Eurofound's EU PolicyWatch collates information on the responses of government and social partners to the COVID-19 crisis, the war in Ukraine, rising inflation, as well as gathering examples of company practices aimed at mitigating the social and economic impacts.
Factsheet for measure IE-2023-5/3083 – Updated – measures in Ireland
|Country||Ireland , applies nationwide|
|Time period||Temporary, 30 January 2023 – 31 December 2024|
|Context||War in Ukraine|
|Type||Other initiatives or policies|
Supporting businesses to stay afloat
– Access to finance
|Author||Roisin Farelly (IRN Publishing) and Eurofound|
|Measure added||18 February 2023 (updated 11 July 2023)|
Against the background of the ongoing war in Ukraine and the severe rise in energy costs, the government announced a new scheme to assist SMEs impacted. The scheme is considered a central pillar of the government’s response to aid businesses impacted by rapidly rising costs as a result of the invasion of Ukraine.
To give a legislative basis to such a scheme, the Credit Guarantee (Amendment) Bill 2022 was signed into law by the President on 2 December 2022.
The Ukraine Enterprise Crisis Scheme will provide €1.2 billion in reduced interest rate loans to SMEs, farmers and fishers.
The scheme for SMEs, primary producers and small mid-caps (defined as businesses with up to 499 employees). SMEs are expected to be the main beneficiaries.
Loans last for a period of up to six years and cost up to €1 million in total with reduced interest rates. The scheme will run until 31 December 2024.
In order to qualify, the applicant has to declare that costs have increased by a minimum of 10% compared to their 2020 figures and that the loan is being sought specifically as a result of difficulties resulting from the Ukraine crisis.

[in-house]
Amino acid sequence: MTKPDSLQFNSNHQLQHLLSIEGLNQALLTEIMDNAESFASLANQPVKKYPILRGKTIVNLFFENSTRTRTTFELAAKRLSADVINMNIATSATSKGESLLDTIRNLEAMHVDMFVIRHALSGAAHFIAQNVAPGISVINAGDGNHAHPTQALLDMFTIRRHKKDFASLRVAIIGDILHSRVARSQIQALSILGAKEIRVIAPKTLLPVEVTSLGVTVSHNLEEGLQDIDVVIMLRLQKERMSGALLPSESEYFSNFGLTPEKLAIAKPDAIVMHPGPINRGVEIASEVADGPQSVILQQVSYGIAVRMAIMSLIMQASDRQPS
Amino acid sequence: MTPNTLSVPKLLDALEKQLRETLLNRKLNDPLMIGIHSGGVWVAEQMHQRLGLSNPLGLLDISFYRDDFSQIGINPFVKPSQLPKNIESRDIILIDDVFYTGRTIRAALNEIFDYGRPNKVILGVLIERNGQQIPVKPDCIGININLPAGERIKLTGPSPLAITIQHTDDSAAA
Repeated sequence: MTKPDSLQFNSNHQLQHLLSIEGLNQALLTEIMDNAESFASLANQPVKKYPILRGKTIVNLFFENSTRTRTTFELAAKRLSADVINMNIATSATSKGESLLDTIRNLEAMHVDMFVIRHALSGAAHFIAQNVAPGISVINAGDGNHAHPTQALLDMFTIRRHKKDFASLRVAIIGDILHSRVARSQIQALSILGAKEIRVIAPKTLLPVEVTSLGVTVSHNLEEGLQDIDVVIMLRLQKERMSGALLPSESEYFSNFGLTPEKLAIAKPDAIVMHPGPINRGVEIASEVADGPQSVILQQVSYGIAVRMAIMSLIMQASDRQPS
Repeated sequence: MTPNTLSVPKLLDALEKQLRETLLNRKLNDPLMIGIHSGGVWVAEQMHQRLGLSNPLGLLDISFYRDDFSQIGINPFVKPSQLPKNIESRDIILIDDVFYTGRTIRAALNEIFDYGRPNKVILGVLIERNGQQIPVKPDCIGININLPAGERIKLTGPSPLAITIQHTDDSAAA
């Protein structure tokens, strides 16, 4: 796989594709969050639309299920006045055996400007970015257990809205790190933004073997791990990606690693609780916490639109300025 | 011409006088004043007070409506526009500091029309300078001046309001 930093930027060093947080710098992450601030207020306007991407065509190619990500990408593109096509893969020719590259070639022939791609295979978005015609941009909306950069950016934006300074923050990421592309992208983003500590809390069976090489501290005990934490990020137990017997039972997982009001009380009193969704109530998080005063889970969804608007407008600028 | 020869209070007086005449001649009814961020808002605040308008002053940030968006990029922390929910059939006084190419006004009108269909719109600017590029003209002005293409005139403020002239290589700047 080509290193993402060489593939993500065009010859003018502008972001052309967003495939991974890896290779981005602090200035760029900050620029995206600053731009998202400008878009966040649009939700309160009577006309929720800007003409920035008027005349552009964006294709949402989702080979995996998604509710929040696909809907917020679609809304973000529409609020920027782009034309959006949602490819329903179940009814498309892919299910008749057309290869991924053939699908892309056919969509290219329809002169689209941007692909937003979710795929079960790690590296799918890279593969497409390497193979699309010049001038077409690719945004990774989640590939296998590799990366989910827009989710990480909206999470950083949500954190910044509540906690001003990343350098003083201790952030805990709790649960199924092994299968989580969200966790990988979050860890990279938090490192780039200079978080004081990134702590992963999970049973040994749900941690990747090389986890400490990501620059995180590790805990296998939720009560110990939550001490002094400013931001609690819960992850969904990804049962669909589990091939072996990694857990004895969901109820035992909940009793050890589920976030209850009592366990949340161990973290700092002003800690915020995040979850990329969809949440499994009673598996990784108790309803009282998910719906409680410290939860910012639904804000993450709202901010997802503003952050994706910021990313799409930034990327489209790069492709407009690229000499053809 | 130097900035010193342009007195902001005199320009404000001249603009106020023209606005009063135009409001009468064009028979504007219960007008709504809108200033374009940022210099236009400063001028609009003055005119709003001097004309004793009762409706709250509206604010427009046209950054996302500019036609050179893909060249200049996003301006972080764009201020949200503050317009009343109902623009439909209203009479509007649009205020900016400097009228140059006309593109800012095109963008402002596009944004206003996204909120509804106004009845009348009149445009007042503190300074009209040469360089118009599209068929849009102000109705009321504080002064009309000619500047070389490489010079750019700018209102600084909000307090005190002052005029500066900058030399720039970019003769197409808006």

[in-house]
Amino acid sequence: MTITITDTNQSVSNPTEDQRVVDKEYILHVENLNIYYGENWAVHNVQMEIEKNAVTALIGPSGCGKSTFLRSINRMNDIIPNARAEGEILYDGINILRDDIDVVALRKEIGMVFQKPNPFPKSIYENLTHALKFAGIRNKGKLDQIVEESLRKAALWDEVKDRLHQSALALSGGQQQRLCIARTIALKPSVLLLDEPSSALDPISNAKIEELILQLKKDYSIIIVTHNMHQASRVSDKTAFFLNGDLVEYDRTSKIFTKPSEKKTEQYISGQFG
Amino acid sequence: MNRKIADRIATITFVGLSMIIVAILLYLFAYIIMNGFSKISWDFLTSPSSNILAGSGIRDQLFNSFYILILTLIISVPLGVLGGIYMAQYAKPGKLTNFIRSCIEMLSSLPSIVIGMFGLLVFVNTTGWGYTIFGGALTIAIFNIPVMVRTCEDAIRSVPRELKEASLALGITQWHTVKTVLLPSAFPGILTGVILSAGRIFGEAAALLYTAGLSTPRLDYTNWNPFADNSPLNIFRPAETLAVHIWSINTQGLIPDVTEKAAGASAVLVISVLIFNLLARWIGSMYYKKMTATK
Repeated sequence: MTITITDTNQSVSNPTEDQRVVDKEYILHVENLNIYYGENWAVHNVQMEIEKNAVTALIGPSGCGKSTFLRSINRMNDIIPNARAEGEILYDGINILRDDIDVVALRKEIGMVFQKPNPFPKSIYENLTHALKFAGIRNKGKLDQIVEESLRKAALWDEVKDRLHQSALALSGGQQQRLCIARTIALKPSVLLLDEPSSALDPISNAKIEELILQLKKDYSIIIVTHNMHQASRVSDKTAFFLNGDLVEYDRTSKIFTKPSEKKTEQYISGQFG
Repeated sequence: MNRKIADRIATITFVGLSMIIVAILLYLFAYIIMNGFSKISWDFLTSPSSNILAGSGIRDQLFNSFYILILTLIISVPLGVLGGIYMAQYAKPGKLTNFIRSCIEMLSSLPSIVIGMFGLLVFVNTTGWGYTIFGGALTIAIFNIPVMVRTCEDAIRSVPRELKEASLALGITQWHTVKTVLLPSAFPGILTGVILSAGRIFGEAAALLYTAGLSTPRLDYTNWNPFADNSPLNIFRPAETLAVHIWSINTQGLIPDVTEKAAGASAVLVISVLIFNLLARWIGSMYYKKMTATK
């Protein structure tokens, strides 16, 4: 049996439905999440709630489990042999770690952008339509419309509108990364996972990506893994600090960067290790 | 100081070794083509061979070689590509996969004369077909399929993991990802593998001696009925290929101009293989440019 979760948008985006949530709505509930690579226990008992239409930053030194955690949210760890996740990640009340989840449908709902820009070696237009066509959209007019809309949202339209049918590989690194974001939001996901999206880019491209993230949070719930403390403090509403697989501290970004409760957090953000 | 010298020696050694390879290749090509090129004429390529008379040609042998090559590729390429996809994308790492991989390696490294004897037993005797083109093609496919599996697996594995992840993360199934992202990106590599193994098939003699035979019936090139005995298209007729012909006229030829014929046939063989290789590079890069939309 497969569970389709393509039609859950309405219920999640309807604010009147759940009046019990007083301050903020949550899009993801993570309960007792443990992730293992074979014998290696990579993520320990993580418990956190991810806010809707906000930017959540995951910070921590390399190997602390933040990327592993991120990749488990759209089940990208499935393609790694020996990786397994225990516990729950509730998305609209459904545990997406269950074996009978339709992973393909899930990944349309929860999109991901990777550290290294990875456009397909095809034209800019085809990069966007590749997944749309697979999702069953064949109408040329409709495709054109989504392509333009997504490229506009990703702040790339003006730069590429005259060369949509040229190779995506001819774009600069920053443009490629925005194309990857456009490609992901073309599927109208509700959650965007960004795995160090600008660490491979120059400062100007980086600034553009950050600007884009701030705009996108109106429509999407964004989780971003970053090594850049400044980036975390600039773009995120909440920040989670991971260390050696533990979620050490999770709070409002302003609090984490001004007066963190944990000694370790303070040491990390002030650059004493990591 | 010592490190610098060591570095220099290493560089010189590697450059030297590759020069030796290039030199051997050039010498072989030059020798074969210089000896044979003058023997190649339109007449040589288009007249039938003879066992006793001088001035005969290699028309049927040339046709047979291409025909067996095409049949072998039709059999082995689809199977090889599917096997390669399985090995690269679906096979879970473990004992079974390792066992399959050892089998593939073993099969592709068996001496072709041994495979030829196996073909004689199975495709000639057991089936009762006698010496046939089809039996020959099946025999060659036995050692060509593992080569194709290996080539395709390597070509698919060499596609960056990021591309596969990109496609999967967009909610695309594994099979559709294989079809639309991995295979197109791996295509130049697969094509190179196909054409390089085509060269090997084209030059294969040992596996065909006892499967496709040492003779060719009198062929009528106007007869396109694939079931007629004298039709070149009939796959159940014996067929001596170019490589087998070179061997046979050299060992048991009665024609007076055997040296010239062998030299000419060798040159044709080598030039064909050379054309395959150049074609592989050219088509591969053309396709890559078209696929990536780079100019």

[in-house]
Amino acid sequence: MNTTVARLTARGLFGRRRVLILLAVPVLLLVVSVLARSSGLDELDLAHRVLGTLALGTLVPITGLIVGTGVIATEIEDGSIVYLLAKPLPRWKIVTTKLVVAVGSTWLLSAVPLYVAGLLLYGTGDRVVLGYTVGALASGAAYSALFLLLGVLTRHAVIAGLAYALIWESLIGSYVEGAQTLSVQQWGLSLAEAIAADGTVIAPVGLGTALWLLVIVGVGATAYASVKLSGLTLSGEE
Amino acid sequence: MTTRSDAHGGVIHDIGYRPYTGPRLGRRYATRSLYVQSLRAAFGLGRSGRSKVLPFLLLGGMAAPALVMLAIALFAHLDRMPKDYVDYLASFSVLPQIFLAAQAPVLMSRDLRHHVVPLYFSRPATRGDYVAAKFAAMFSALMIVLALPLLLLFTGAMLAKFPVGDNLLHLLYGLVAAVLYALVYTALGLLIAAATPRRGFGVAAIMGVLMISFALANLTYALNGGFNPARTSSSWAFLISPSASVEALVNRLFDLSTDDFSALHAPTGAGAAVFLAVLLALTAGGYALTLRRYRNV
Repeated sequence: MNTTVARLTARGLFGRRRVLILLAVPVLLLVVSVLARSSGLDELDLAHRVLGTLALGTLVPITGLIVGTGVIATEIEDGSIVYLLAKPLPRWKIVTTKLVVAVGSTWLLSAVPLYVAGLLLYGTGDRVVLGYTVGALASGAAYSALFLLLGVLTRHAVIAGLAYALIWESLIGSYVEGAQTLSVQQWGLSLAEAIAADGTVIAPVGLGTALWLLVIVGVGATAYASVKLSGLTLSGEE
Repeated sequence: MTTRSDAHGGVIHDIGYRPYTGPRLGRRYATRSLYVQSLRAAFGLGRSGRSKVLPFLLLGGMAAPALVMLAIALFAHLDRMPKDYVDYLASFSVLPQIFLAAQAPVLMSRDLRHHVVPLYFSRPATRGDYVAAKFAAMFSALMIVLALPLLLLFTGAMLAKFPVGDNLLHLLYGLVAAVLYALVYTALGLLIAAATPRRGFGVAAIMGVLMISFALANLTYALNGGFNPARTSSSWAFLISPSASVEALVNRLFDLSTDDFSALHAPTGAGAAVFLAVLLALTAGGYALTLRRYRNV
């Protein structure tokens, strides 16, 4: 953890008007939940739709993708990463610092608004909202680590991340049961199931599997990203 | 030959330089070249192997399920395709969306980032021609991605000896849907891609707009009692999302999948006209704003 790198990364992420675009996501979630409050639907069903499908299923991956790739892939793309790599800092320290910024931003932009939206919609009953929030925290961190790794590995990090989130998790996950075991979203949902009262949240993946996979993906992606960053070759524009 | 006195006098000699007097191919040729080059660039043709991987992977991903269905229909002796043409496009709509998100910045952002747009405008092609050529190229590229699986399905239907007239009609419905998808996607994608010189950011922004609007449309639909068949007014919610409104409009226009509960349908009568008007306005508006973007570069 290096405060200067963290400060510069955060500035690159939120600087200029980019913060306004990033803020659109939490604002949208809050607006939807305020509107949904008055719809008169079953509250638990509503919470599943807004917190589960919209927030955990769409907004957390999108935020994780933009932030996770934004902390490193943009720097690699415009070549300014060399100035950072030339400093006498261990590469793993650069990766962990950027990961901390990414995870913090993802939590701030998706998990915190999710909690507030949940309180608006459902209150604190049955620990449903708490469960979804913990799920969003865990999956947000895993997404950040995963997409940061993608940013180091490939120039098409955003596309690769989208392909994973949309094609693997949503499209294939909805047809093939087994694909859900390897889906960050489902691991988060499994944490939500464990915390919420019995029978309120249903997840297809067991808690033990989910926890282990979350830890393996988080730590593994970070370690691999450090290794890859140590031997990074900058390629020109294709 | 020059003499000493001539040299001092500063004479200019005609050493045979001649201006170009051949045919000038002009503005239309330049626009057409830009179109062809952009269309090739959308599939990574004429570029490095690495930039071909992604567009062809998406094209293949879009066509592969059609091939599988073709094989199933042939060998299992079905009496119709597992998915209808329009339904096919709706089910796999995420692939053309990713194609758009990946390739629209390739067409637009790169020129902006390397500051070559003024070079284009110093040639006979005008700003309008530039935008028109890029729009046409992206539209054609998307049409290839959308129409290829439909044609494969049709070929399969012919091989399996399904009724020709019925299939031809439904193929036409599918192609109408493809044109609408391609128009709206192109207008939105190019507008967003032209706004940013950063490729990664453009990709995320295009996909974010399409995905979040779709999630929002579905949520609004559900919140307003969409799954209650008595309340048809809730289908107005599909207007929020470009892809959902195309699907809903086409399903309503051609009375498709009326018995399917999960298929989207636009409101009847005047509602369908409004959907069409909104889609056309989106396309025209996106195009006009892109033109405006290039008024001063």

The government will guarantee 80% of the loan with the lender retaining 20% of the risk of the loan.
The new scheme has been prepared in order to comply with the terms of the European Commission’s Temporary Crisis Framework for State Aid.
|Does not apply to workers||
|Does not apply to citizens|
Social partners' role in designing the measure and form of involvement:
|Trade unions||Employers' organisations|
|Role||No involvement||No involvement|
|Form||Not applicable||Not applicable|
Social partners' role in the implementation, monitoring and assessment phase:
No information available.
Eurofound (2023), New loan scheme to help businesses impacted by war in Ukraine, measure IE-2023-5/3083 (measures in Ireland), EU PolicyWatch, Dublin, https://static.eurofound.europa.eu/covid19db/cases/IE-2023-5_3083.html
30 January 2023
Governments across the EU continue to implement policies to support citizens and businesses in the face of rising food and energy prices caused by the COVID-19 crisis and intensified by the war in Ukraine. This article summarises the policy responses as reported in Eurofound's EU PolicyWatch database from January to September 2022.Article
12 September 2022
Although the worldwide pandemic situation had already disrupted supply chains and triggered increases in energy and food prices in 2021, the situation deteriorated in 2022 with the Russian invasion of Ukraine.Article
12 September 2022
This article summarises the first policy responses that governments across the EU have started to implement to support companies affected by the rising prices, and those with commercial ties to Ukraine, Russia or Belarus.Article
Disclaimer: This information has not been subject to the full Eurofound evaluation, editorial and publication process.